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Nigeria: Moody’s Forecasts Phased Fuel Subsidy Removal will Pose Challenge to Incoming Government

One of the leading global ratings agencies, Moody’s has predicted that the phased removal of subsidy paid on petrol in Nigeria will pose challenge to incoming government. In its latest

One of the leading global ratings agencies, Moody’s has predicted that the phased removal of subsidy paid on petrol in Nigeria will pose challenge to incoming government.

In its latest report on the recent issues surrounding fuel subsidy in Nigeria, the company also noted that without reforms to significantly increase its revenue, the Nigerian government’s balance sheet would remain exposed to further shocks.

Minister of State for Petroleum Resources, Timipre Sylva, had last week denied insinuations that since the federal government backed down on its plan to enforce price deregulation in the downstream sector, it might soon embark on a gradual subsidy removal.

But stressing that the ability of the Nigerian government to increase capital spending in a sustainable manner would be very challenging, Moody’s noted that the decision of the government to postpone removal of oil subsidies was credit negative.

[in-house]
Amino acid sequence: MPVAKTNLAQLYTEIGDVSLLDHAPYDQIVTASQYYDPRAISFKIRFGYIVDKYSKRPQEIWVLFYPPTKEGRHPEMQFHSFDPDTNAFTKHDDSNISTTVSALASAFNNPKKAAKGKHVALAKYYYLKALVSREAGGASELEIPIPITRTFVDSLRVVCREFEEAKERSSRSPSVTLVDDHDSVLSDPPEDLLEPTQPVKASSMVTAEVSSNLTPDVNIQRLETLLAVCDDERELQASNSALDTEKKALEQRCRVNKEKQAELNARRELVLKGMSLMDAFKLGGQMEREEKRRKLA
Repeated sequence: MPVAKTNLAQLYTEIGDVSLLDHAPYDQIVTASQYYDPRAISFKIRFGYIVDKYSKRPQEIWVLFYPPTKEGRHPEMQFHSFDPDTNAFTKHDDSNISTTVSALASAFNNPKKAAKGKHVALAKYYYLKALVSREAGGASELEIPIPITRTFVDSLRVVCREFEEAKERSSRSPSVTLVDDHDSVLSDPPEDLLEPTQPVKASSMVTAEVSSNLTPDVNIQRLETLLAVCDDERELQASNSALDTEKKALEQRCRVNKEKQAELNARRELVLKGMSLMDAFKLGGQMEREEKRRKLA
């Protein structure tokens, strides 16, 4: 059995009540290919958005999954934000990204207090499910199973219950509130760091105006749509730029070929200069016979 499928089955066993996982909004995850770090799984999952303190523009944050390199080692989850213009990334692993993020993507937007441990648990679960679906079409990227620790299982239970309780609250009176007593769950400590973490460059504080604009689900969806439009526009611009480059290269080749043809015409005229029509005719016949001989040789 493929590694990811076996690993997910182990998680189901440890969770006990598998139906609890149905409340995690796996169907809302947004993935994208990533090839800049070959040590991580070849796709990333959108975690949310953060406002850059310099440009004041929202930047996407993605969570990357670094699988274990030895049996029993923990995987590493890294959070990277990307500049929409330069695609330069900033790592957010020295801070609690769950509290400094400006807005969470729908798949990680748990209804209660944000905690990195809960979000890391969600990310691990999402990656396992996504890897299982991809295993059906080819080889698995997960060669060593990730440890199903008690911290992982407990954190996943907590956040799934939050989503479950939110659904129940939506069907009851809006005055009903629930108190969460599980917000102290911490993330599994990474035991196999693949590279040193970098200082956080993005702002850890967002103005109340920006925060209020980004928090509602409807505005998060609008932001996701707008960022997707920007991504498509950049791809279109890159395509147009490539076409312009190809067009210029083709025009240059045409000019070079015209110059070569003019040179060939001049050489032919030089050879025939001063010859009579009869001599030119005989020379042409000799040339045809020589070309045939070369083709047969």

The firm projected, “Ending oil subsidies will remain challenging even after a new president and a new administration are elected early next year. We expect that subsidies will eventually cease, but their withdrawal will only be implemented very gradually.”

But it explained that the costly fuel subsidy had historically been a key driver of Nigeria’s significant fiscal deficits and accelerated deterioration in its public finances.

In addition, the report stressed that the policy reversal also illustrated Nigeria’s weak institutions and limited capacity to implement challenging reforms.

The elimination of petrol subsidy had been envisaged for more than a decade by successive Nigerian administrations, but this time, to further guarantee its implementation, the reform was put into the Petroleum Industry Act (PIA) signed into law in August 2021.